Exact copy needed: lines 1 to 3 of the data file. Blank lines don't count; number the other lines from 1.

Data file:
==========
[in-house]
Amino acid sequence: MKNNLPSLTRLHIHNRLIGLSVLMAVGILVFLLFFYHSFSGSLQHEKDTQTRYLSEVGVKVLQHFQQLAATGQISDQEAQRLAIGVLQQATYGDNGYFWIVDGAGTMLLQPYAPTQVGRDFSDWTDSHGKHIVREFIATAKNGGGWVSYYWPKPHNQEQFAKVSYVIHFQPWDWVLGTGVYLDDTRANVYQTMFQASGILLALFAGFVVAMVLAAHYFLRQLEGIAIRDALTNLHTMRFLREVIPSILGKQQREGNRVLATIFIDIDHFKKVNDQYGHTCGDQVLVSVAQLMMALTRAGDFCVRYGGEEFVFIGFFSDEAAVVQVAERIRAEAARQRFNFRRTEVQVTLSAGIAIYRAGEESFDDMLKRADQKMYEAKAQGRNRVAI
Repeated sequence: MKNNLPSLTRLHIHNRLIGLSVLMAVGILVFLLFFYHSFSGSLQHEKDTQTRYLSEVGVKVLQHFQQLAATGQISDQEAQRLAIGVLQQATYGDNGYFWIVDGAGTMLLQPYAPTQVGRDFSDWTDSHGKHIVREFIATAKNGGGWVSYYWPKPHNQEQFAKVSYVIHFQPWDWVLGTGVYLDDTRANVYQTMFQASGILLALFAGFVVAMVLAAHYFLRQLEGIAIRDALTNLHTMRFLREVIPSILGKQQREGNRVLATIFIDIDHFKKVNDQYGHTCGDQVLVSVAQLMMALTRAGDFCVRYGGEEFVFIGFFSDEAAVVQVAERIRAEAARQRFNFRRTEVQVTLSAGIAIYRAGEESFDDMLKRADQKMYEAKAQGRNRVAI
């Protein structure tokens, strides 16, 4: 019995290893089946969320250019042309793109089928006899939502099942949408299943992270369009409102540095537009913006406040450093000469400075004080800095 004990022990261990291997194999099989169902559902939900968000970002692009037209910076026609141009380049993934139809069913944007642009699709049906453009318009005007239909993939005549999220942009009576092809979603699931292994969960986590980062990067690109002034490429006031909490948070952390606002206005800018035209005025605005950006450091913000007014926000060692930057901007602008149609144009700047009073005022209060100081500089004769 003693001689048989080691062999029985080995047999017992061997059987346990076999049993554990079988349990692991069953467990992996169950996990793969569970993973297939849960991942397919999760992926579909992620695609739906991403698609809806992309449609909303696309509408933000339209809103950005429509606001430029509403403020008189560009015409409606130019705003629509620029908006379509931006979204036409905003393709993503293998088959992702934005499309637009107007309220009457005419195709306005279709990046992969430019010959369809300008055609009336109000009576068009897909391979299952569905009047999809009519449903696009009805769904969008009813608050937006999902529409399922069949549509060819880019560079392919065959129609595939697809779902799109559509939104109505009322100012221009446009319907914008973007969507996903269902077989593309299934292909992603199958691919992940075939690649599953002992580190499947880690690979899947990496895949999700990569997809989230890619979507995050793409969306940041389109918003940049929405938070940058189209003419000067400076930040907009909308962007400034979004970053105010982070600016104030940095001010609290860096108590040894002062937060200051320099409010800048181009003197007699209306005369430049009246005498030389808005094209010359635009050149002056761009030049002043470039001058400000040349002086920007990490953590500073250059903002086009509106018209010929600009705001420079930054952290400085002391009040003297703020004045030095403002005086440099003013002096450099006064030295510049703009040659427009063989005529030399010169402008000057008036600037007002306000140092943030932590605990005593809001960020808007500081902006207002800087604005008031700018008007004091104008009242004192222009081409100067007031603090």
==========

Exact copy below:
[in-house]
Amino acid sequence: MKNNLPSLTRLHIHNRLIGLSVLMAVGILVFLLFFYHSFSGSLQHEKDTQTRYLSEVGVKVLQHFQQLAATGQISDQEAQRLAIGVLQQATYGDNGYFWIVDGAGTMLLQPYAPTQVGRDFSDWTDSHGKHIVREFIATAKNGGGWVSYYWPKPHNQEQFAKVSYVIHFQPWDWVLGTGVYLDDTRANVYQTMFQASGILLALFAGFVVAMVLAAHYFLRQLEGIAIRDALTNLHTMRFLREVIPSILGKQQREGNRVLATIFIDIDHFKKVNDQYGHTCGDQVLVSVAQLMMALTRAGDFCVRYGGEEFVFIGFFSDEAAVVQVAERIRAEAARQRFNFRRTEVQVTLSAGIAIYRAGEESFDDMLKRADQKMYEAKAQGRNRVAI
Repeated sequence: MKNNLPSLTRLHIHNRLIGLSVLMAVGILVFLLFFYHSFSGSLQHEKDTQTRYLSEVGVKVLQHFQQLAATGQISDQEAQRLAIGVLQQATYGDNGYFWIVDGAGTMLLQPYAPTQVGRDFSDWTDSHGKHIVREFIATAKNGGGWVSYYWPKPHNQEQFAKVSYVIHFQPWDWVLGTGVYLDDTRANVYQTMFQASGILLALFAGFVVAMVLAAHYFLRQLEGIAIRDALTNLHTMRFLREVIPSILGKQQREGNRVLATIFIDIDHFKKVNDQYGHTCGDQVLVSVAQLMMALTRAGDFCVRYGGEEFVFIGFFSDEAAVVQVAERIRAEAARQRFNFRRTEVQVTLSAGIAIYRAGEESFDDMLKRADQKMYEAKAQGRNRVAI